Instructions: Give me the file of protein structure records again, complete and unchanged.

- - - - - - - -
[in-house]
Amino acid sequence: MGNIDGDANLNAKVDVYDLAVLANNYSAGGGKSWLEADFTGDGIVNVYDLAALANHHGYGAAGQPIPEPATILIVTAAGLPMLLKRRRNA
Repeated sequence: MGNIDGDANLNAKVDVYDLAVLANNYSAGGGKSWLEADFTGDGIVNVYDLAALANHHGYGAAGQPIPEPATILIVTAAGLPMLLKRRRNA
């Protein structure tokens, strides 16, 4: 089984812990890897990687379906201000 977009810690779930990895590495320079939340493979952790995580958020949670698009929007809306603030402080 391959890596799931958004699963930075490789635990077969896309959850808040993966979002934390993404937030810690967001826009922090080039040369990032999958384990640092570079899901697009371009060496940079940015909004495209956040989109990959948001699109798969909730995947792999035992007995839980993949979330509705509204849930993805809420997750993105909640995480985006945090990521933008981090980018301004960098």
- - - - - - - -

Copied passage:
[in-house]
Amino acid sequence: MGNIDGDANLNAKVDVYDLAVLANNYSAGGGKSWLEADFTGDGIVNVYDLAALANHHGYGAAGQPIPEPATILIVTAAGLPMLLKRRRNA
Repeated sequence: MGNIDGDANLNAKVDVYDLAVLANNYSAGGGKSWLEADFTGDGIVNVYDLAALANHHGYGAAGQPIPEPATILIVTAAGLPMLLKRRRNA
């Protein structure tokens, strides 16, 4: 089984812990890897990687379906201000 977009810690779930990895590495320079939340493979952790995580958020949670698009929007809306603030402080 391959890596799931958004699963930075490789635990077969896309959850808040993966979002934390993404937030810690967001826009922090080039040369990032999958384990640092570079899901697009371009060496940079940015909004495209956040989109990959948001699109798969909730995947792999035992007995839980993949979330509705509204849930993805809420997750993105909640995480985006945090990521933008981090980018301004960098």